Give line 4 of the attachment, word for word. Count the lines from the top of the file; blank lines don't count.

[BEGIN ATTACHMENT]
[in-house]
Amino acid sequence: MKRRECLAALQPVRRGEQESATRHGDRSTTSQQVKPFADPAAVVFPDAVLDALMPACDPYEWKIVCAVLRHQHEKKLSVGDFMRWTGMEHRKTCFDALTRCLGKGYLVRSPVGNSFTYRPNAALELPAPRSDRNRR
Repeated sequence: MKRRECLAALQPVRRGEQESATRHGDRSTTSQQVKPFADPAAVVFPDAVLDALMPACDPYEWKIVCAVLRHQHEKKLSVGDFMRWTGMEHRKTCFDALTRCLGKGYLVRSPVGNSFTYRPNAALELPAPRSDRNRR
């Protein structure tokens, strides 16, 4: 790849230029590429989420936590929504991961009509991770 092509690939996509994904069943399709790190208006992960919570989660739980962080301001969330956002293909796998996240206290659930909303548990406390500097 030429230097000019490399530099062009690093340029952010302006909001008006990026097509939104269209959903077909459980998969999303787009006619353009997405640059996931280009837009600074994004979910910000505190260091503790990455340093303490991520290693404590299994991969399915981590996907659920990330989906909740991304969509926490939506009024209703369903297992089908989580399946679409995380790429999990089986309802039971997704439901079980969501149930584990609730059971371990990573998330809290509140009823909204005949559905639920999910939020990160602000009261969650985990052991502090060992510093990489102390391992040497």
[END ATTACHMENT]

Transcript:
């Protein structure tokens, strides 16, 4: 790849230029590429989420936590929504991961009509991770 092509690939996509994904069943399709790190208006992960919570989660739980962080301001969330956002293909796998996240206290659930909303548990406390500097 030429230097000019490399530099062009690093340029952010302006909001008006990026097509939104269209959903077909459980998969999303787009006619353009997405640059996931280009837009600074994004979910910000505190260091503790990455340093303490991520290693404590299994991969399915981590996907659920990330989906909740991304969509926490939506009024209703369903297992089908989580399946679409995380790429999990089986309802039971997704439901079980969501149930584990609730059971371990990573998330809290509140009823909204005949559905639920999910939020990160602000009261969650985990052991502090060992510093990489102390391992040497």